This happens when the news is significantly better or worse than the market anticipated.
2) Naked Straddles or Strangles
Some traders who recognize that buyers of straddles and strangles tend to lose money, prefer to sell straddles and strangles. That trade is known as a
naked straddle. This trade will make money from a move that is not to drastic. It also makes money from the IV Crush that hurts the straddle/strangle
buyers. The problem is while naked straddles and strangles frequently make a small profit, when they lose, they lose BIG.
You can lose more than your dignity going naked.
For traders who have shares of Apple and want to lock in their profits or protect themselves from a bearish move, a collar trade can be ideal. In this, you
would sell a call against your stock and use those proceeds to buy a long put. The call obligates you to sell the stock if your short call expires in the
money. The long put gives you the right to sell your stock at the strike price. If you purchased AAPL just about any time the past year, you can structure
a collar so that your outcome is either: a) make money or b) make more money. The downside of the collar is that if the stock makes a big move up, your
upside is capped.
You cannot go broke making a profit.
4) Credit spreads: Bull Put, Bear Call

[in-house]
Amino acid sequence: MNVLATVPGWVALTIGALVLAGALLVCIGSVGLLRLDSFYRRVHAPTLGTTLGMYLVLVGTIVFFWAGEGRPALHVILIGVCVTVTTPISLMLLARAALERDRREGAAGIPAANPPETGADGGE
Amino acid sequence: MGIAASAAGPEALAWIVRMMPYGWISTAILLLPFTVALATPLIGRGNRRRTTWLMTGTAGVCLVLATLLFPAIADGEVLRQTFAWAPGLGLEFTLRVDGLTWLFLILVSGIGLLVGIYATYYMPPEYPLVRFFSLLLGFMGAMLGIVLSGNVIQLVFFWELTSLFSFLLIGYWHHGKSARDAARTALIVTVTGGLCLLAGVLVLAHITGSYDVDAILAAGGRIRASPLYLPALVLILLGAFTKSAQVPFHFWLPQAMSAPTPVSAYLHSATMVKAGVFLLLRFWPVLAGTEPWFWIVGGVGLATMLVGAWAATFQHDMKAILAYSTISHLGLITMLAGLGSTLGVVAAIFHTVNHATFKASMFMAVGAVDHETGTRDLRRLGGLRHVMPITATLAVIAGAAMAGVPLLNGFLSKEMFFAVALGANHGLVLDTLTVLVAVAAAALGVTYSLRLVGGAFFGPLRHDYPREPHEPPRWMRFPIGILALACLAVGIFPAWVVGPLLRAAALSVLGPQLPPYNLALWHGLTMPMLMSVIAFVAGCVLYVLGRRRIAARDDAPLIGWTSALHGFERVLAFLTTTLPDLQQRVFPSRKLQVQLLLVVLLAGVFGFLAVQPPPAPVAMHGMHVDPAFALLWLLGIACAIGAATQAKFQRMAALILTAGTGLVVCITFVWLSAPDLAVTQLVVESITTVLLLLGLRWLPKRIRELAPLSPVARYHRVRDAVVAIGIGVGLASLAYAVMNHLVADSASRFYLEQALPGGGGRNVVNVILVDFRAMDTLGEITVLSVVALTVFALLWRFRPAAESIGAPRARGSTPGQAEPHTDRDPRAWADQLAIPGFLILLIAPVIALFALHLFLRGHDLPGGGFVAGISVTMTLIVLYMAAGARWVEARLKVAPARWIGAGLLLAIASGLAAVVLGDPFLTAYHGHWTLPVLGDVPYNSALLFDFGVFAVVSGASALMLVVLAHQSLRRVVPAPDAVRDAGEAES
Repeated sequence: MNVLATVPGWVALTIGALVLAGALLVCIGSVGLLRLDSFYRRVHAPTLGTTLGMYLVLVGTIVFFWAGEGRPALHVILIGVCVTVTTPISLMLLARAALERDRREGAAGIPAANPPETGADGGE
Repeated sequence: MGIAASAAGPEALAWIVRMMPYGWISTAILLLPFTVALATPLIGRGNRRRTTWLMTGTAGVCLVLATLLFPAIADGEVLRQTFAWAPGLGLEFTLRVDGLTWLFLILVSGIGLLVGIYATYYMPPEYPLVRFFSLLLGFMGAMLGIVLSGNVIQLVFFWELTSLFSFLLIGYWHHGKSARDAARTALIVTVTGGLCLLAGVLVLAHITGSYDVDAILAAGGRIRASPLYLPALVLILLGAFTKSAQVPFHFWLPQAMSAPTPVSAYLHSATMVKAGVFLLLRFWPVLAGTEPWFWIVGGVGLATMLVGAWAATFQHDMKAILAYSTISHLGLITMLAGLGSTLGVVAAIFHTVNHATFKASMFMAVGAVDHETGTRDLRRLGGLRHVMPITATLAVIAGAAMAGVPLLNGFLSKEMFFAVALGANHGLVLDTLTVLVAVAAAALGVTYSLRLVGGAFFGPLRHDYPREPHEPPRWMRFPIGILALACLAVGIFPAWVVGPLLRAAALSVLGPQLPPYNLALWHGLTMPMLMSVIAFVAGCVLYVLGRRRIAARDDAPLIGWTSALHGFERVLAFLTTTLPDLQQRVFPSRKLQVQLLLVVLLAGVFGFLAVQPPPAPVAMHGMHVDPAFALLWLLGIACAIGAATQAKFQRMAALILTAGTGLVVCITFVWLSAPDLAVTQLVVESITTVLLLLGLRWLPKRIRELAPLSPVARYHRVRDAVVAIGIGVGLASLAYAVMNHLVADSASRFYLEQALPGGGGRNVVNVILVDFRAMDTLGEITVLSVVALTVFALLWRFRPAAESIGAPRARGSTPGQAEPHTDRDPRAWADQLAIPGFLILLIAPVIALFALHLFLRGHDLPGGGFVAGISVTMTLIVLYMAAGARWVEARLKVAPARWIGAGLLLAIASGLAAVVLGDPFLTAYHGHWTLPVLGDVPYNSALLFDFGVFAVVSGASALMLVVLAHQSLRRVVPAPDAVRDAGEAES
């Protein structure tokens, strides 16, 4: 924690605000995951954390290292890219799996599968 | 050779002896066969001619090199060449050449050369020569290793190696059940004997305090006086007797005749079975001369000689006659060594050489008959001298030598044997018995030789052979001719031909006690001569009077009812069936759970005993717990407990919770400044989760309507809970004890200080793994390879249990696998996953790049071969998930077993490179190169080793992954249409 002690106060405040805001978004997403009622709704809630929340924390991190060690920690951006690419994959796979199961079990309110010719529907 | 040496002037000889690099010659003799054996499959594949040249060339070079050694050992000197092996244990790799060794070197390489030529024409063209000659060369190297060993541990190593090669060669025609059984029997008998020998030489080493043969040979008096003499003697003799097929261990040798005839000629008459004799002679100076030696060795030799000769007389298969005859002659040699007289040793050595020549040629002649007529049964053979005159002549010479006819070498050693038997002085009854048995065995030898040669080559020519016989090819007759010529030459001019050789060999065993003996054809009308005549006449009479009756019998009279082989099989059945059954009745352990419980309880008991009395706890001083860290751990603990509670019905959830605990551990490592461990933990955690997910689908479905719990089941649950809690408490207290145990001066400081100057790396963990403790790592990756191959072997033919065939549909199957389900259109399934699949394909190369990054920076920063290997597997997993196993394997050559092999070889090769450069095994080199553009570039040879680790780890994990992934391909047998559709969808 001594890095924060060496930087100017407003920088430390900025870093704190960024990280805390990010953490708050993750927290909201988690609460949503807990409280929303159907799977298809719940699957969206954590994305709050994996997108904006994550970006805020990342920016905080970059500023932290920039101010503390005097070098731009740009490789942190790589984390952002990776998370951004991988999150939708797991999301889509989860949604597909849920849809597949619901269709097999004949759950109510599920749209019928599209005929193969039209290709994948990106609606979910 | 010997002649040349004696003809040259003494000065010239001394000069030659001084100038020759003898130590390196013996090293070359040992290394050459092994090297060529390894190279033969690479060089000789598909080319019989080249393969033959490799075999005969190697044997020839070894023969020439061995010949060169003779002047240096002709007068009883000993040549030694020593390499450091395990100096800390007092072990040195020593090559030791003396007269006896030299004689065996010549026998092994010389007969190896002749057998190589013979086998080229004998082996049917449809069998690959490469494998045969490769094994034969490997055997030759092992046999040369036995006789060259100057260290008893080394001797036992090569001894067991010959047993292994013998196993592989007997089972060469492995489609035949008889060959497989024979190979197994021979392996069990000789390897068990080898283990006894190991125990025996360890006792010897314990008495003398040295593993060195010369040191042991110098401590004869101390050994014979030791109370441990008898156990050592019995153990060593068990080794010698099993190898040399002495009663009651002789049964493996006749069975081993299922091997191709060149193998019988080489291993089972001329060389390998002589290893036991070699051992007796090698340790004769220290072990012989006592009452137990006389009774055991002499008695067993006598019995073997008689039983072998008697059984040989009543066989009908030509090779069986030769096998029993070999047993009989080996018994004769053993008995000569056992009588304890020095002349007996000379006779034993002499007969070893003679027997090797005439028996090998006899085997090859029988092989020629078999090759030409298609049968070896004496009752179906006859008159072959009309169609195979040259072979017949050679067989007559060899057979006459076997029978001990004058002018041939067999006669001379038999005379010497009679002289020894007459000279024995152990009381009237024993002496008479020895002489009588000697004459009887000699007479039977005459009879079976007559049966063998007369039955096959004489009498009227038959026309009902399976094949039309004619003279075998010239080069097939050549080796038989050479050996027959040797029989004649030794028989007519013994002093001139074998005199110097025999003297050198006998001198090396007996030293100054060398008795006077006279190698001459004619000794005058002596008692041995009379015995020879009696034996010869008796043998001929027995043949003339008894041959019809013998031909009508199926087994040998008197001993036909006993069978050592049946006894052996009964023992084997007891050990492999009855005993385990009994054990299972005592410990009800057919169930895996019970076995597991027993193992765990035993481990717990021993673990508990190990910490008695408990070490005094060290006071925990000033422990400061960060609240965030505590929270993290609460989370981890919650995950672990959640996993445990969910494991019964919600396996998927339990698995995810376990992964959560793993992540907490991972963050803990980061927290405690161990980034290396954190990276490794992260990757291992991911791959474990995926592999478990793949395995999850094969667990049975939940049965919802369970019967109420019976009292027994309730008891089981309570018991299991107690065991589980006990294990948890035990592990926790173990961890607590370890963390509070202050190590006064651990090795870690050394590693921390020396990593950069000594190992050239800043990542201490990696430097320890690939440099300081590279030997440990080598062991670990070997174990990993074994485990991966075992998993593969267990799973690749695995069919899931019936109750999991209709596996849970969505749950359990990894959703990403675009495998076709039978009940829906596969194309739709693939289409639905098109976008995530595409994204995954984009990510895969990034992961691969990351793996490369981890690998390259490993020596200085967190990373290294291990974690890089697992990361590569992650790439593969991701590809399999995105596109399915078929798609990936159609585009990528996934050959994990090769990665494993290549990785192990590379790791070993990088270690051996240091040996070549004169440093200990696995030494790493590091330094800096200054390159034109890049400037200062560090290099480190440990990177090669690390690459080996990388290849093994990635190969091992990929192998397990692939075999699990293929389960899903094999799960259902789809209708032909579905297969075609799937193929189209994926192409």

It is difficult to structure a trade that will make money with an explosive move – either bullish or bearish. Those trades all involve long options that
are subject to IV Crush. However, if a trader is willing to pick a direction, they can make money from a vertical credit spread. Bull Put for bulls and
Bear Call for bears. These trade make money with the passing of time, directional movement of the equity, and a drop in implied volatility. They are higher
probability trades that typically work more than 50% of the time. Take the Bull Put for example. A trader sells an out-of-the-money put and buys a put at a
lower strike. That extra long put means they are not “naked.” It offers protection to the downside by limiting their risk. The key to being successful with
these trades is to have a plan in place when the trade goes against you.
5) Make money before earnings
Knowing that AAPL’s historic volatility tends to fall before earnings and the implied volatility tends to rise, a trader who structures a trade that is delta neutral, theta positive, and vega positive could benefit from this behavior. A double diagonal is a just such a trade. I make money in a stagnant trend with rising implied volatility.
Unfortunately, it is too late to place that trade. The ideal time was several weeks ago. Fortunately, AAPL will have earnings again in the future. (I am guessing in about 3 months.)
The double diagonal is a simple trade to understand. However, it can be complex to manage, especially if the stock trades outside of the short options. Traders must have a well-designed trading plan. They need to know when to take profits and what to do when the trade goes against you.
Traders would be wise to paper trade this before using real money.
What am I I doing before earnings? I am a shareholder. I plan to collar my stock so that I will either make money or make more money. I may also take a small speculative position. However, my risk will be limited, and my trading plan will be well defined.